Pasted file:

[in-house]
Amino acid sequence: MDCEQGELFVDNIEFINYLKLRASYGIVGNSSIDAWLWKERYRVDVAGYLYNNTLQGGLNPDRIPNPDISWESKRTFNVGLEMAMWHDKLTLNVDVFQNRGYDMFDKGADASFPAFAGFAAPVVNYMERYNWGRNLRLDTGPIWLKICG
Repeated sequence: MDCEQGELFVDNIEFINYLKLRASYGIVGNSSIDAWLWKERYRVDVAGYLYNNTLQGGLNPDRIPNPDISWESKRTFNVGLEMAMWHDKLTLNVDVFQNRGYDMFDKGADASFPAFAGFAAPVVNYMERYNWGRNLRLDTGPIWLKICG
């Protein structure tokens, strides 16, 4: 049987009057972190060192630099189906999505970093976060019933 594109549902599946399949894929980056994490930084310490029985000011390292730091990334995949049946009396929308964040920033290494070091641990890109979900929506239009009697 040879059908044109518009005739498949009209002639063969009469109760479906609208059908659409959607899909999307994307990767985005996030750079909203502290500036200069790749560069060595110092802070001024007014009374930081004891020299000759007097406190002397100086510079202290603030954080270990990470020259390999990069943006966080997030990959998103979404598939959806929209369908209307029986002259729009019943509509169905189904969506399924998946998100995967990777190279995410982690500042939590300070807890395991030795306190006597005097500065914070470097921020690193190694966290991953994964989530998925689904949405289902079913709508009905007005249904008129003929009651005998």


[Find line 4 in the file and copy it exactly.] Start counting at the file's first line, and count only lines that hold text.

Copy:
């Protein structure tokens, strides 16, 4: 049987009057972190060192630099189906999505970093976060019933 594109549902599946399949894929980056994490930084310490029985000011390292730091990334995949049946009396929308964040920033290494070091641990890109979900929506239009009697 040879059908044109518009005739498949009209002639063969009469109760479906609208059908659409959607899909999307994307990767985005996030750079909203502290500036200069790749560069060595110092802070001024007014009374930081004891020299000759007097406190002397100086510079202290603030954080270990990470020259390999990069943006966080997030990959998103979404598939959806929209369908209307029986002259729009019943509509169905189904969506399924998946998100995967990777190279995410982690500042939590300070807890395991030795306190006597005097500065914070470097921020690193190694966290991953994964989530998925689904949405289902079913709508009905007005249904008129003929009651005998």